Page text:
22 -------------------------------------------------------------------------------- Table of Contents The table below reflects our net sales by geographic region. Sales are attributed to each location based on the customer address to which the product is shipped.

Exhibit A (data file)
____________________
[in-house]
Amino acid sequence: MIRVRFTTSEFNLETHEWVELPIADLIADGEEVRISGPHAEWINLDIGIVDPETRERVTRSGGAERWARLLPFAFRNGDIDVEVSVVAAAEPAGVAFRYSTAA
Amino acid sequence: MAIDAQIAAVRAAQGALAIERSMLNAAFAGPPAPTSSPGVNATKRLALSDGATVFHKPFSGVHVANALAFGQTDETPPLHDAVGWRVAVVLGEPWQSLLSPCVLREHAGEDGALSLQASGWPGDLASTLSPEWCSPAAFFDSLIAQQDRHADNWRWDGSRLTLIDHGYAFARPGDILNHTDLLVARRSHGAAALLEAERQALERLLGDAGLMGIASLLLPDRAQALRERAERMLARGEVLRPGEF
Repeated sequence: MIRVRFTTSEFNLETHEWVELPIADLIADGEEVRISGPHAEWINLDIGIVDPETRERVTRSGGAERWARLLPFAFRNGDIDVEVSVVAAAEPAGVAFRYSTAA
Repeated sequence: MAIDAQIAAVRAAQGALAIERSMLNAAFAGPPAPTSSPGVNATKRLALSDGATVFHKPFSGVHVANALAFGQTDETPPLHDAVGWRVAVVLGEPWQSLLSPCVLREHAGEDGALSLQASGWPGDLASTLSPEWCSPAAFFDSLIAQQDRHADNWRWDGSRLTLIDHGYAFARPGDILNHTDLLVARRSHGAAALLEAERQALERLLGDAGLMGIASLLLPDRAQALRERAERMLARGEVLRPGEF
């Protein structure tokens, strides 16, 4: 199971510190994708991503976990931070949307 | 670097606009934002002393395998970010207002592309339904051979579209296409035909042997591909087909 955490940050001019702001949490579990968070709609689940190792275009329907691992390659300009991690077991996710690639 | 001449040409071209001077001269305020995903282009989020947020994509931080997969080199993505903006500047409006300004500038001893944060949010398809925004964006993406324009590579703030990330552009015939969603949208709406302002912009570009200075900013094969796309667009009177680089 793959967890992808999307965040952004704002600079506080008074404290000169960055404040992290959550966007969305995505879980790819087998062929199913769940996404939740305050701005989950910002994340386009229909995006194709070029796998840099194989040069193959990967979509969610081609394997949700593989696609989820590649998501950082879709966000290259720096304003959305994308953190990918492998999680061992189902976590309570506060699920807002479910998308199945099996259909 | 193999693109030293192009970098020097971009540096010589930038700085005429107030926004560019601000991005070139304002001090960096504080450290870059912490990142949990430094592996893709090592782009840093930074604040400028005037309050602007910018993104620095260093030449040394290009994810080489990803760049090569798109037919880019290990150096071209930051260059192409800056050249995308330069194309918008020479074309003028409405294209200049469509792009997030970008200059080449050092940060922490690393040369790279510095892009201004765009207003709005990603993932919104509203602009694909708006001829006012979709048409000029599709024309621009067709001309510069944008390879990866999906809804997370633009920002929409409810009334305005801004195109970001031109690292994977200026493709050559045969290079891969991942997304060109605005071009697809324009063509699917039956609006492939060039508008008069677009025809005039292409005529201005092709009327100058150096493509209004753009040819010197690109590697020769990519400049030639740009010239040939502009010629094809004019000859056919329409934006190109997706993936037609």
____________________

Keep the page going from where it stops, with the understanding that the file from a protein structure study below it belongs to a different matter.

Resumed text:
Three Months Ended September 29, October 1, Percentage (In thousands) 2012 2011 Increase Increase United States $ 61,741 $ 57,729 $ 4,012 6.9 % Germany 16,225 16,058 167 1.0 Other European countries 18,913 15,941 2,972 18.6 Japan 15,913 10,323 5,590 54.2 Other Pacific Rim countries 20,157 19,223 934 4.9 Rest of world 9,932 6,324 3,608 57.1 $ 142,881 $ 125,598 $ 17,283 13.8 % Nine Months Ended September 29, October 1, Percentage (In thousands) 2012 2011 Increase Increase United States $ 188,997 $ 173,624 $ 15,373 8.9 % Germany 56,228 38,029 18,199 47.9 Other European countries 56,388 51,483 4,905 9.5 Japan 47,028 37,081 9,947 26.8 Other Pacific Rim countries 73,346 59,233 14,113 23.8 Rest of world 31,716 24,691 7,025 28.5 $ 453,703 $ 384,141 $ 69,562 18.1 % The increases in sales to customers in the United States and Germany for the three months ended September 29, 2012 compared with the corresponding period in 2011 were attributable to higher sales to our industrial manufacturing and other end markets and our scientific research and defense/security end markets, offset in part by lower sales to our microelectronics and life and health sciences end markets. The increases in sales into these countries for the nine months ended September 29, 2012 compared with the corresponding period in 2011 were attributable to higher sales to all of our end markets other than the microelectronics market. In particular, in the United States, sales to our industrial manufacturing and other end markets, and our scientific research and defense/security end markets, were positively impacted by our acquisition of Ophir. In Germany, sales to our life and health sciences market were positively impacted by our acquisition of High Q.